This is yet another diary from the Great War and it is a very good read for either the casual reader or the historian. Billy Congreve was a regular army lieutenant in the 3rd Battalion, the Rifle Brigade when Britain went to war in August 1914. Billy’s father, Walter Congreve VC, or ‘Squibs’ to his friends, was a Brigadier-General and rose to the rank of Lieutenant-General by the end of the war. His mother worked as a nurse in France during the conflict and was awarded the Croix de Guerre for bravery under fire and one of Billy’s ancestors had been the inventor of the Congreve Rocket. Billy served with his battalion on the Western Front until he was appointed to be a staff officer on Major-General Hamilton’s staff in the 3rd Division in September 1914. Billy Congreve was determined that his post as a staff officer would not keep him out of the front line and nor did it. His activities and visits to the line earned him the MC, DSO, and Legion of Honour. He was rapidly promoted to captain and then major as the war progressed and promotion opportunities arose.
His diary is detailed, is very honest and contains little of the ‘jingoistic’ rhetoric that can be found in some diaries and memoirs. There are also a number of very interesting photographs in the book taken by Billy himself. Billy wrote about events and happenings as he saw them and often passed some kind of comment. He certainly had a dislike of the British newspapers whom he thought, quite rightly, were putting too much of a gloss on the war news, making defeats and reverses sound like victories. On the other hand he did not shy away from writing about British bungling and poor staff work in stinging terms. He mentions the Christmas of 1914, there was no truce on his divisional front, or at least that was what was reported to him. Carol singing German soldiers who approached a British trench on Christmas Day were shot down and Billy had no sympathy for them at all. Being a staff officer he met many officers, many well known to us now, and his descriptions of them are quite illuminating. His description of searching for and find his uncle’s body is understated but poignant. When the body was found Billy himself went out to it and took personal effects from the bullet ridden corpse to send back to his aunt. As time progressed, the war dragged on and his duties became more intensive so he had less time to keep his diary.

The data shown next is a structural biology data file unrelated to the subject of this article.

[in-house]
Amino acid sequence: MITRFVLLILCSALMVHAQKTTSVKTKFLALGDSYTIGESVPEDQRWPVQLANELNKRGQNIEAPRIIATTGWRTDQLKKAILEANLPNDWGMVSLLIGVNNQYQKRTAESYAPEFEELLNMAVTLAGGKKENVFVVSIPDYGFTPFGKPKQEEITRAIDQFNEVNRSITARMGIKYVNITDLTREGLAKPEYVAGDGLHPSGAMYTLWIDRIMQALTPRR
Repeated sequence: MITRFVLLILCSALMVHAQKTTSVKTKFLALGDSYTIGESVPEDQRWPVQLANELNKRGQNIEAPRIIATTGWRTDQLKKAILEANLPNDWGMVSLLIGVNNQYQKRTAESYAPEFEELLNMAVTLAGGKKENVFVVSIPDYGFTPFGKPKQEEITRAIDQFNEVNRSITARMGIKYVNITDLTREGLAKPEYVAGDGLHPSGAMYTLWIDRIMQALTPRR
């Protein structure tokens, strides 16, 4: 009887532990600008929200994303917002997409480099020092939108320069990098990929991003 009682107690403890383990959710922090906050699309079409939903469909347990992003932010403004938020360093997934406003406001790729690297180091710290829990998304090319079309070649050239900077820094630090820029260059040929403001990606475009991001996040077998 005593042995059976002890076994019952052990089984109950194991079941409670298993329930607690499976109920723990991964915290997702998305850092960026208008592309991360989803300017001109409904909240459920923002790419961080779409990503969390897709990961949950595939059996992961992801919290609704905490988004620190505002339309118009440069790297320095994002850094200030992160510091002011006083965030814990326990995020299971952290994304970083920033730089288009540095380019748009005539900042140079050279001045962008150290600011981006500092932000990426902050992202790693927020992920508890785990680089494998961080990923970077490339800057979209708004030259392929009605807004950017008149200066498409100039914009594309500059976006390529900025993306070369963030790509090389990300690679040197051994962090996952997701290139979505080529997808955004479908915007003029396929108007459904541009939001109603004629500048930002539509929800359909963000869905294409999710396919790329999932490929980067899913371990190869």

We have read many times how the Tommies disliked the ‘Red Tabs’, the staff officers who lived in comfort behind the lines. This is a myth and in Billy’s case untrue. His bravery in the line was undoubted and in the last few days of his life on the Somme battlefield in July 1916 he showed extraordinary courage and devotion to his duties. Billy Congreve earned his posthumous VC, not for one death defying act of bravery but many. He was killed in action, while working in the front line. He was shot in the throat at 10.55 am on 20 July 1916. When his father came to see his son’s body after it was recovered the old general placed a bunch of flowers in the dead boy’s hand.
This review cannot end without a mention of the late Terry Norman, the historian who came across Billy’s diary when he was researching his seminal and excellent book, The Hell They Called High Wood. Norman saw to it that Billy’s diary was published in 1982 and his editorial within the diary is useful, helping to clarify points and sometimes stitch the narrative together where needed. Norman’s voice is always present but never at any time drowns out Billy’s; his editorial work is sensitively done.
I for one am glad Terry Norman brought this diary into the light of day and I am very glad to see it back in print. In conclusion, this is a good diary to read, it is full of description, written in an easy style and edited by a fine historian.
Reviewed by Dr. Wayne Osborne for War History Online.
A VC’S Diary 1914-1916
By Billy Congreve
Edited by Terry Norman
Re-printed by Pen & Sword Ltd, 2014.
First published by William Kimber& Co, 1982.
ISBN:978 1 47382 119 4